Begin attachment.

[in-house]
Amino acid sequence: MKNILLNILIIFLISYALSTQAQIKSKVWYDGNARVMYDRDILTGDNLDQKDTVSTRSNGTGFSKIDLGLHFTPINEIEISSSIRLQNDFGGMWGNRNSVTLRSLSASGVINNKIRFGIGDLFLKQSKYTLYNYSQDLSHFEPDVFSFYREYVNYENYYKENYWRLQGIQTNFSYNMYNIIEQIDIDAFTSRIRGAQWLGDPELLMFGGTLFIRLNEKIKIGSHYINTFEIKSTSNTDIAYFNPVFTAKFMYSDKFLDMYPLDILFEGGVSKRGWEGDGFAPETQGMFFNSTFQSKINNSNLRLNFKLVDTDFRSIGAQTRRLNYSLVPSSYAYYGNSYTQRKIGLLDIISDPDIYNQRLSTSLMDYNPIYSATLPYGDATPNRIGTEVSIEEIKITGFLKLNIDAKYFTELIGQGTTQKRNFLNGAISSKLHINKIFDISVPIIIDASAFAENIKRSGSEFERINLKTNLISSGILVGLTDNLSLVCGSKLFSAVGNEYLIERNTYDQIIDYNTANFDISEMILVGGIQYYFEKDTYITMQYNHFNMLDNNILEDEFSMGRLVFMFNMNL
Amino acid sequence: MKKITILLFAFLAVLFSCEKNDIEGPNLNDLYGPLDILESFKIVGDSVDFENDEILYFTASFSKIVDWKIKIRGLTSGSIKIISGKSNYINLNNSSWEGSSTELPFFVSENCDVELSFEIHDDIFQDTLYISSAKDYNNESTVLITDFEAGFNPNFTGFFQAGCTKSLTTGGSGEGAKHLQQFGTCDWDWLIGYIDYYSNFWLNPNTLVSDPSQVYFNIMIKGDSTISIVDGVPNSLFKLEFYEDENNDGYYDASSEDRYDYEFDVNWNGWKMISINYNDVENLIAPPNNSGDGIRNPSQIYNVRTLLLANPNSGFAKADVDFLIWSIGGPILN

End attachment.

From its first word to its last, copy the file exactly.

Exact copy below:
[in-house]
Amino acid sequence: MKNILLNILIIFLISYALSTQAQIKSKVWYDGNARVMYDRDILTGDNLDQKDTVSTRSNGTGFSKIDLGLHFTPINEIEISSSIRLQNDFGGMWGNRNSVTLRSLSASGVINNKIRFGIGDLFLKQSKYTLYNYSQDLSHFEPDVFSFYREYVNYENYYKENYWRLQGIQTNFSYNMYNIIEQIDIDAFTSRIRGAQWLGDPELLMFGGTLFIRLNEKIKIGSHYINTFEIKSTSNTDIAYFNPVFTAKFMYSDKFLDMYPLDILFEGGVSKRGWEGDGFAPETQGMFFNSTFQSKINNSNLRLNFKLVDTDFRSIGAQTRRLNYSLVPSSYAYYGNSYTQRKIGLLDIISDPDIYNQRLSTSLMDYNPIYSATLPYGDATPNRIGTEVSIEEIKITGFLKLNIDAKYFTELIGQGTTQKRNFLNGAISSKLHINKIFDISVPIIIDASAFAENIKRSGSEFERINLKTNLISSGILVGLTDNLSLVCGSKLFSAVGNEYLIERNTYDQIIDYNTANFDISEMILVGGIQYYFEKDTYITMQYNHFNMLDNNILEDEFSMGRLVFMFNMNL
Amino acid sequence: MKKITILLFAFLAVLFSCEKNDIEGPNLNDLYGPLDILESFKIVGDSVDFENDEILYFTASFSKIVDWKIKIRGLTSGSIKIISGKSNYINLNNSSWEGSSTELPFFVSENCDVELSFEIHDDIFQDTLYISSAKDYNNESTVLITDFEAGFNPNFTGFFQAGCTKSLTTGGSGEGAKHLQQFGTCDWDWLIGYIDYYSNFWLNPNTLVSDPSQVYFNIMIKGDSTISIVDGVPNSLFKLEFYEDENNDGYYDASSEDRYDYEFDVNWNGWKMISINYNDVENLIAPPNNSGDGIRNPSQIYNVRTLLLANPNSGFAKADVDFLIWSIGGPILN